There is something very rewarding about making it to the summit of a mountain. The trailhead for this summit hike is located off of Deer Ridge Junction, a few miles west of Rocky Mountain National Park’s Beaver Meadows entrance. The summit is at 10,013 ft. of elevation. The hike is 3 miles each way.

More Articles About Deer Mountain

Deer Mountain – A Family Friendly Summit Hike in Rocky Mountain National Park

Deer Mountain – A Great Hiking and Horseback Riding Destination in Rocky Mountain National Park

Wild Basin from Finch Lake Trailhead

Finch Lake trailhead to calypso cascades to wild basin trailhead

Warning – I think Eric considered this hike harder than his 17 mile trek over the Continental Divide because he was carrying a preschooler on his back. A lot of this hike was uphill, so it was a good challenge for us. The Wild Basin area of Rocky Mountain National Park is located 19 miles south of Estes Park. Most hikes we enjoy in this area begin at the Wild Basin trailhead. We wanted to try something new, so we began at the Finch Lake trailhead and we were rewarded with panoramic views. Instead of going up further to Finch Lake we headed downhill towards the Wild Basin trailhead and got to stop at some of our favorite waterfalls along the way. I wrote all about it here, Sweeping Mountain Views and Waterfalls – Our New Favorite Hike in Rocky Mountain National Park’s Wild Basin.

Advanced Level Hiking with Inspiring Views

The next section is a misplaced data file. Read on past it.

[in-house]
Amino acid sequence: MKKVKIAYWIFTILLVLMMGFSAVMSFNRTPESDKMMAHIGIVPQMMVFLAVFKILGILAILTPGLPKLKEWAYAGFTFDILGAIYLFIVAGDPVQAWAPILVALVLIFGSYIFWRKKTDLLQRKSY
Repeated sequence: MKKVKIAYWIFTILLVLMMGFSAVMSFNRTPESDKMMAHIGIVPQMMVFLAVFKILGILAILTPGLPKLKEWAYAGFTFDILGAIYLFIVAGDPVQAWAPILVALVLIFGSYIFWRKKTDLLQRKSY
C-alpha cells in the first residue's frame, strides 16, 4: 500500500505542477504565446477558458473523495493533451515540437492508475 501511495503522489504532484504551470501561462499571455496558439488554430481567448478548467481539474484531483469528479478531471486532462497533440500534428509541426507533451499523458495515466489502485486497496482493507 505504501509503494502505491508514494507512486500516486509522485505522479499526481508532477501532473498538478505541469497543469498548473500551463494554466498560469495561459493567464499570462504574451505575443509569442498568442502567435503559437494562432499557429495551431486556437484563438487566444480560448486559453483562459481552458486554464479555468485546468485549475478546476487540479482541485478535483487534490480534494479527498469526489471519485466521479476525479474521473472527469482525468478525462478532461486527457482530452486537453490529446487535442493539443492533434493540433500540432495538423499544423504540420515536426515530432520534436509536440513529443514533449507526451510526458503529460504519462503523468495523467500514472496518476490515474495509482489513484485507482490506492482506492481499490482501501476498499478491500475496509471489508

Lily Mountain

Lily Mountain at sunrise
Eric took this picture on Lily Mountain at sunrise. I have it framed in Evy’s room.

Lily Mountain is a fun, quick summit hike with excellent 360 degree views from the top. Dogs are allowed on the trail because it is part of the Roosevelt National Forest. The trail begins relatively flat. You cross through a landside area at approximately .3 miles. After you cross, the trail climbs up steadily with a few good lookouts of the Estes Valley. The last couple hundred feet are a class 2 scramble to the summit. When Cecy was a baby we took her on this hike, but Eric generously offered to stay back with her while I hiked up the last portion. The hike is 1.8 miles each way.

Estes Cone

summit of estes cone in rocky mountain national park

We hiked to Estes Cone from the Longs Peak trailhead. It can be difficult to find parking spots during the summer, but in early October we had no issues. This was another hike that we brought our daughter on in her baby carrier, but Eric let me hike the last .7 miles on my own because we felt the trail was becoming too steep. The summit is rewarding with amazing views of Longs Peak and surrounding mountains. The hike is 3.3 miles each way. Read more about it here, Hike to Estes Cone.

Twin Sisters Peaks

View from Twin Sisters Peaks
Twin Sisters, my first hike in Rocky Mountain National Park. Look at those views!

Climbing up Twin Sisters Peaks was my very first hike in Rocky Mountain National Park. My husband took me on an adventurous long-weekend trip a few months after we got married. Three years later we hiked the same trail with our baby. It’s amazing how a few years can change things! Part of the trail was wiped out from a large landslide and we learned carrying a baby up to 11,413 feet of elevation was much harder than we expected. I wouldn’t recommend bringing little ones on this hike. For us, it’s a special hike that we get to do when we have kind family members willing to babysit. This hike is 7 miles round trip. I give more details here, Twin Sisters Peaks.

Hallett

Summit of Hallet on a clear day
Summit of Hallet on a clear day. It’s on my 19 in 2019 list.

Standing at Bear Lake, I point up to Hallett Peak and I tell my girls, ‘Your mommy has climbed that.’ This year I’m going to climb it again, it’s on my list!

Evelyn Lily, we love you so much! Happy birthday to our sweet, tough, funny and smart little girl! I wish you a life time of reaching high and enjoying all of the amazing views.